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Eur Heart J. 2009 Nov;30(21):2584-92. doi: 10.1093/eurheartj/ehp288. Epub 2009 Jul 16.

The relationship between body mass index, treatment, and mortality in patients with established coronary artery disease: a report from APPROACH.

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Department of Clinical Epidemiology, School of Public Health, University of Alberta, Edmonton, Alberta, Canada.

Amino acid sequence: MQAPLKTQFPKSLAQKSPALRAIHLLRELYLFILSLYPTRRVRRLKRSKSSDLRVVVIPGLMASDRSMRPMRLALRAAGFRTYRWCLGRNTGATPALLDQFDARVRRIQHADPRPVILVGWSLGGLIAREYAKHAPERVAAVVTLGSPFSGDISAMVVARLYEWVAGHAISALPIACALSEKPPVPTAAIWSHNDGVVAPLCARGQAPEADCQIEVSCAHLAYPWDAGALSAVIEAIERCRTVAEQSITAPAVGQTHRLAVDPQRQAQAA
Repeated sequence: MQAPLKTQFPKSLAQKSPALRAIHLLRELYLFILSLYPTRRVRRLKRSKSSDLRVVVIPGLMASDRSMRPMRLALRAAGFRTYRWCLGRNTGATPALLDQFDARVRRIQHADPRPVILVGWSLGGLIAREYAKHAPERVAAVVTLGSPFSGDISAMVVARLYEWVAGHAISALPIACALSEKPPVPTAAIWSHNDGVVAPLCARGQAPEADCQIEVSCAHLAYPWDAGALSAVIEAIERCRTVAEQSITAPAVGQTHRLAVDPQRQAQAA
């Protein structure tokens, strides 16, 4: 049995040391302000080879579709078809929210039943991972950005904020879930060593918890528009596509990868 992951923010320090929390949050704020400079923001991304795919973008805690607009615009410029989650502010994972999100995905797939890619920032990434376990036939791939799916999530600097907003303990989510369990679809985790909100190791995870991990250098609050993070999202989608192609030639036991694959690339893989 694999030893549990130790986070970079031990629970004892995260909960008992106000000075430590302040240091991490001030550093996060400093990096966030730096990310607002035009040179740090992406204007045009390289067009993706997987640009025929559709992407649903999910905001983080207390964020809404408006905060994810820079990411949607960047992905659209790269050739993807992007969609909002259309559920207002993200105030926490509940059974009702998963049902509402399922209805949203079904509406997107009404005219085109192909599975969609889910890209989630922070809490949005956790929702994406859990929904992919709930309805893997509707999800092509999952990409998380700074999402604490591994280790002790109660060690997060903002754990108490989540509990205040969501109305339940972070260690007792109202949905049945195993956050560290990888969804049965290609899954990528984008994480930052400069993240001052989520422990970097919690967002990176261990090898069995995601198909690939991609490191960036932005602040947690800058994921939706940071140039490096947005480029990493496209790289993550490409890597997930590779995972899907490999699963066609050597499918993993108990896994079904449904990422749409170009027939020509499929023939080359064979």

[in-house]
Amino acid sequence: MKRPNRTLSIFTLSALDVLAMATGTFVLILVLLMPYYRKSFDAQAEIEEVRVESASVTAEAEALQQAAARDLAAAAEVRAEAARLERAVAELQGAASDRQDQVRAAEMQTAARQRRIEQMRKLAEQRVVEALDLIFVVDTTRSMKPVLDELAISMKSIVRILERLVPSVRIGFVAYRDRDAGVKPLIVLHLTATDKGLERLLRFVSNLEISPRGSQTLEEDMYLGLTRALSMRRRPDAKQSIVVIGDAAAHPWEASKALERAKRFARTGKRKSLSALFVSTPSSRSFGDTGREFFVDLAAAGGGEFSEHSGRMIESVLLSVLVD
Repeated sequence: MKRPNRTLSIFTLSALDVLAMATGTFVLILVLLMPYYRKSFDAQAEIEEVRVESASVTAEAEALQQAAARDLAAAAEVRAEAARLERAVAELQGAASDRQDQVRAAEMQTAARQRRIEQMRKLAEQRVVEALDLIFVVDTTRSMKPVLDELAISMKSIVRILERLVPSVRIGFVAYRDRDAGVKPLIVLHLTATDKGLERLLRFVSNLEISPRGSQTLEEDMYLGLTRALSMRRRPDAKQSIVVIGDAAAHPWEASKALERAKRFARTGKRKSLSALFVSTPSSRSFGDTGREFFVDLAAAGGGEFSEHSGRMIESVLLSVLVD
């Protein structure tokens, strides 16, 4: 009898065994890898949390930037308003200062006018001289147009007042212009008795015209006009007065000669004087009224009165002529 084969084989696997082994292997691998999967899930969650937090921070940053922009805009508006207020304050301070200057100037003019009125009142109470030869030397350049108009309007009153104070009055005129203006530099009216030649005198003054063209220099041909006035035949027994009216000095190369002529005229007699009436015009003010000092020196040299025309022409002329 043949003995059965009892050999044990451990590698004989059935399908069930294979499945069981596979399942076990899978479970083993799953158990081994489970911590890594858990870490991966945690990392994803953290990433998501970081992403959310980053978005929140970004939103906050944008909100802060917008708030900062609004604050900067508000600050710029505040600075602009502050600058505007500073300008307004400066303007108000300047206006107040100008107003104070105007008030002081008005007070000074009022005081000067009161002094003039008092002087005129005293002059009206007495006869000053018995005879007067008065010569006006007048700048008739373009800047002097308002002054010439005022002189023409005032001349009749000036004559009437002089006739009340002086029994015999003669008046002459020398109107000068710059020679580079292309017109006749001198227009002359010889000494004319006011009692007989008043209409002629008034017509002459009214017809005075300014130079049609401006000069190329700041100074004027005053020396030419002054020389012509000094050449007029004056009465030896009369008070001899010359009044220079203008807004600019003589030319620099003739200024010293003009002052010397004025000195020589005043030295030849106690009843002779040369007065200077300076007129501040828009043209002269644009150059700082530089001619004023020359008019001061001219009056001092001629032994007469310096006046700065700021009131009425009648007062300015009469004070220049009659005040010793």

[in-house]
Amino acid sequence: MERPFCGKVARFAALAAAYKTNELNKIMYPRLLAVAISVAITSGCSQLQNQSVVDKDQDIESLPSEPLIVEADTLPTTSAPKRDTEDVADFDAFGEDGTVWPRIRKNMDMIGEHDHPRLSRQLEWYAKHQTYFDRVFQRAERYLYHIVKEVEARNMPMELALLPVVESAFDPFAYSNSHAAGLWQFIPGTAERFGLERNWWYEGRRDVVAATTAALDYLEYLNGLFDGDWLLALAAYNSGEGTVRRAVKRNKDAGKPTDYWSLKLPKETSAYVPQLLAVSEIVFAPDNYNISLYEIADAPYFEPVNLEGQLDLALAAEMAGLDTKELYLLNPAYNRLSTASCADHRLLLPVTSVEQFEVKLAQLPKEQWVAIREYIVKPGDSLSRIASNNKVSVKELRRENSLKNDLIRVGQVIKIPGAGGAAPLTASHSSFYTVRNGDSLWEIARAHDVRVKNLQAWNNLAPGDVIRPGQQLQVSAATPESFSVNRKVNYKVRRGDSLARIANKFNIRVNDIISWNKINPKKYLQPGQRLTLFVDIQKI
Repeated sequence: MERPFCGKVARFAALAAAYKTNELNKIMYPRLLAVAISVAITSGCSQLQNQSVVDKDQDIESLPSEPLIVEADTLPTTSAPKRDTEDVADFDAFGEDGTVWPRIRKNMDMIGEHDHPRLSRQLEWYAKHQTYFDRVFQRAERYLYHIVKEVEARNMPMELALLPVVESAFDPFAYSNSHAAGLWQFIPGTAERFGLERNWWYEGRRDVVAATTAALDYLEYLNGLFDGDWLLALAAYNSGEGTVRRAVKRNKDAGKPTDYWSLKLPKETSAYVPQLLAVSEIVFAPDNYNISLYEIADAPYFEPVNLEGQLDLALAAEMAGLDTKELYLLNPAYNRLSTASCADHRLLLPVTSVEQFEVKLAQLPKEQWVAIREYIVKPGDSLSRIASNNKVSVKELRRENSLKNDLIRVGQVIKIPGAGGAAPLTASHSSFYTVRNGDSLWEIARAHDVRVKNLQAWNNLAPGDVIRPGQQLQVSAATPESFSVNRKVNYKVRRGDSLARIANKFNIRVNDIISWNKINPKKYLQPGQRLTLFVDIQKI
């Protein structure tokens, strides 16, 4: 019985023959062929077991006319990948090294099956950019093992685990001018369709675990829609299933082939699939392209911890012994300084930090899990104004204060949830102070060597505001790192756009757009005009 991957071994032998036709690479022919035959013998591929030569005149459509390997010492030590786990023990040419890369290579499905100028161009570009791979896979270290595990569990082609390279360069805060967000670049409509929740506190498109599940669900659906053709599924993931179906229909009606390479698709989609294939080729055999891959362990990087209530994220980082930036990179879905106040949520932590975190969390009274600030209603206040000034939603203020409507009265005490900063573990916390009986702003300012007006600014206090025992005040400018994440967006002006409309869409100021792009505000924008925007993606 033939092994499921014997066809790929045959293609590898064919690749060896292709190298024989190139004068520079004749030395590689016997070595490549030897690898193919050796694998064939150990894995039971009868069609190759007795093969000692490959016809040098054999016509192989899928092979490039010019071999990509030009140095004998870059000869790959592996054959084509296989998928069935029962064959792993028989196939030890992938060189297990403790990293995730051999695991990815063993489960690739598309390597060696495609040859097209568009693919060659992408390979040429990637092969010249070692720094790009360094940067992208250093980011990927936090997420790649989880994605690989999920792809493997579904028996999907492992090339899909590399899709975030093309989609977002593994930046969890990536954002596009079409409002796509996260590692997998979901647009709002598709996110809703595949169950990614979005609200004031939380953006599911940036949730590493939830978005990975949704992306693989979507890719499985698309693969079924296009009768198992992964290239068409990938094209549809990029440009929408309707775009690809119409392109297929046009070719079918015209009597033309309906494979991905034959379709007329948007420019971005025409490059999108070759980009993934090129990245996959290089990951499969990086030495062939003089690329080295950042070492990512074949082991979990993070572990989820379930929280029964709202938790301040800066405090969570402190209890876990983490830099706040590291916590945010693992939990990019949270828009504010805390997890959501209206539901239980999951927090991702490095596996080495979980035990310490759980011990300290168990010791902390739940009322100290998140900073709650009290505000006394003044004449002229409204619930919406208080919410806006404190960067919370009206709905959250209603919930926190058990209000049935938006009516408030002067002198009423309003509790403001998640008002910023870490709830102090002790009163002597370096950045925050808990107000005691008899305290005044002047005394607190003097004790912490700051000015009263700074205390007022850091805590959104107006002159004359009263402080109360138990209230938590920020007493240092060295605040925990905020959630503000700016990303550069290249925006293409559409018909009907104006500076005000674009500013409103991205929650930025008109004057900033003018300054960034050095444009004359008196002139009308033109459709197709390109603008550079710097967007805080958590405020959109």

Aims Our objective was to examine the association between body mass index (BMI) and survival according to the type of treatment in individuals with established coronary artery disease (CAD). Methods and results Patients with CAD were identified in the Alberta Provincial Project for Outcome Assessment in Coronary Heart Disease (APPROACH) registry between January 2001 and March 2006. Analyses were conducted separately by treatment strategy [medical management only, percutaneous coronary intervention (PCI), or coronary artery bypass grafting (CABG)]. Patients were grouped according to six BMI categories. Multivariable-adjusted hazard ratios (HRs) for mortality were calculated using the Cox regression with the referent group for all analyses being normal BMI (18.5-24.9 kg/m(2)). The cohort included 31 021 patients with a median follow-up time of 46 months. In the medically managed only group, BMIs of 25.0-29.9 and 30.0-34.9 kg/m(2) were associated with significantly lower mortality compared with normal BMI patients (adjusted HR 0.72; 95% CI 0.63-0.83 and adjusted HR 0.82; 95% CI 0.69.0-0.98, respectively). In the CABG group, BMI of 30.0-34.9 kg/m(2) had the lowest risk of mortality (adjusted HR 0.75; 95% CI 0.61-0.94), whereas in the PCI group, BMI of 35.0-39.9 kg/m(2) had the lowest risk of mortality (adjusted HR 0.65; 95% CI 0.47-0.90). Patients who were overweight or have mild or moderate obesity were also more likely to undergo revascularization procedures compared with those with normal BMI, despite having lower risk coronary anatomy. Conclusion A paradoxical association between BMI and survival exists in patients with established CAD irrespective of treatment strategy. Patients with obesity may be presenting earlier and receiving more aggressive treatment compared with those with normal BMI.

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